November 14, 2018
Abstract: The rise of additive manufacturing (AM) is poised to enable mass customization in the next industrial revolution. By progressively adding small amounts of material to the part being fabricated, AM — also called 3D printing — builds three-dimensional objects of unprecedented complexity at low unit costs. Powder bed fusion (PBF), in which new material is added by applying and selectively melting a powdered feedstock, is a popular form of AM for broad applications ranging from advanced jet-engine components to custom-designed medical implants. This talk discusses system-theoretical approaches towards critically needed higher accuracy, greater reproducibility, and extended sustainability in AM processes. Drawing on subfields of mechatronics, sampled-data controls, and heat transfer, we will address (1) the creation of tractable online signal processing that understands multi-scale thermomechanical interactions and discards unnecessary information to make full use of data-intensive sensor sources like high-speed video, and (2) the realization of control strategies for quality assurance in the presence of limited-bandwidth sensor feedback. Broader impact of the research is augmented by extension to other complex systems, from semiconductor manufacturing and information storage to robot collaborations.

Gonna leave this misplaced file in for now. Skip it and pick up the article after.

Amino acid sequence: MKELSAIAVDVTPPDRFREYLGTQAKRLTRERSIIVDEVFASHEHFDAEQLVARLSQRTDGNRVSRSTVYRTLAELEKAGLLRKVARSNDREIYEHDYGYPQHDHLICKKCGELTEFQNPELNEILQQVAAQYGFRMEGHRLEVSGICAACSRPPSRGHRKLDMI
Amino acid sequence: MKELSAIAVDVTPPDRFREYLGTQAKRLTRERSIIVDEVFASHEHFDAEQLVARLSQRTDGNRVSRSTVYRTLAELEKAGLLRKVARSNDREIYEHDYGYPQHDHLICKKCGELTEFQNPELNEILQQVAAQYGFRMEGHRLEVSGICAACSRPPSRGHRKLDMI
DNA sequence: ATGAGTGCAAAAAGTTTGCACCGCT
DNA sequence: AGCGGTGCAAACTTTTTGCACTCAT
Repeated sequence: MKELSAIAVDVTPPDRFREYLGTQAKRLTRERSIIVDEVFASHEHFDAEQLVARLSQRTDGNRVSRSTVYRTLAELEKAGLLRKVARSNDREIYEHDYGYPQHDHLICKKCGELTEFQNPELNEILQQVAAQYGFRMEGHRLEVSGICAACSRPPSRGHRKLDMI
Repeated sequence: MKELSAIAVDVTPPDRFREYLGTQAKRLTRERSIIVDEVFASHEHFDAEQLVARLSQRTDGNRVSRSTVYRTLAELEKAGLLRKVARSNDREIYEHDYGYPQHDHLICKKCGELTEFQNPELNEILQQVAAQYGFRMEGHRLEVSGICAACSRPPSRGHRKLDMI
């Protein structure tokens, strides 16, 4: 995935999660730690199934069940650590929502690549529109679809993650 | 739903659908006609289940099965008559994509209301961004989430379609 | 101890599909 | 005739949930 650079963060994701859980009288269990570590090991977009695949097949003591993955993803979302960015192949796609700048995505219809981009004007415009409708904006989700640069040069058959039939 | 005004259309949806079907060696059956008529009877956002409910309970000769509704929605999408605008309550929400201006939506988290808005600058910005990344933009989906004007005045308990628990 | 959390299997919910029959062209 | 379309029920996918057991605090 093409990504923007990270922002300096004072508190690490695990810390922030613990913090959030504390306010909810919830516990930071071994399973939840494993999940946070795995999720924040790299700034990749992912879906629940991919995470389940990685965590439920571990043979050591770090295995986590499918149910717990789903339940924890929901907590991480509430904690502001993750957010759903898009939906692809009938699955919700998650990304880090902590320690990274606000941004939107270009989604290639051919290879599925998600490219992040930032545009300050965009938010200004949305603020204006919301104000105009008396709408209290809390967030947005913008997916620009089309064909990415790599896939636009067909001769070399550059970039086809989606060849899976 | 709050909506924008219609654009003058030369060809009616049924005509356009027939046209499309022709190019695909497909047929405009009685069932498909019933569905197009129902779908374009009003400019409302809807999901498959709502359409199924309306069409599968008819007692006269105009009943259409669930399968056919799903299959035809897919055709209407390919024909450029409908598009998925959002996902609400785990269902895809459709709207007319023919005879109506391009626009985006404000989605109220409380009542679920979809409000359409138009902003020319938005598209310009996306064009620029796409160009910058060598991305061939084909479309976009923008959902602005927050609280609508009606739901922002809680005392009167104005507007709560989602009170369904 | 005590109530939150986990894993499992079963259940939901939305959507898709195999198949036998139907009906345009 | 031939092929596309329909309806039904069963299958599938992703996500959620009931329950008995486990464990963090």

Bio: Dr. Xu Chen received his M.S. and Ph.D. degrees in Mechanical Engineering from the University of California, Berkeley in 2010 and 2013, respectively, and his Bachelor’s degree with honors from Tsinghua University, China in 2008. In 2014, he joined the faculty of the Department of Mechanical Engineering at the University of Connecticut, with joint appointments in the UTC Institute for Advanced Systems Engineering and the Institute of Materials Science. His research expertise include theory and practice of dynamic systems, information fusion, learning and adaptive controls, with applications to additive and advanced manufacturing, agile robots, vision-based autonomy, and precision mechatronics. Dr. Chen has 4 issued patents, over 50 papers in ISI-indexed high-impact journals and refereed conference proceedings since 2012. He is a recipient of the National Science Foundation CAREER Award, the Young Investigator Award and the Best Paper Award from ISCIE / ASME International Symposium on Flexible Automation, the 2017 Best Vibrations Paper Award from the ASME Dynamic Systems and Control Division, the first UTC Institute for Advanced Systems Engineering Breakthrough Award in 2016, and the 2017 UConn University Teaching Fellow Award Nominee.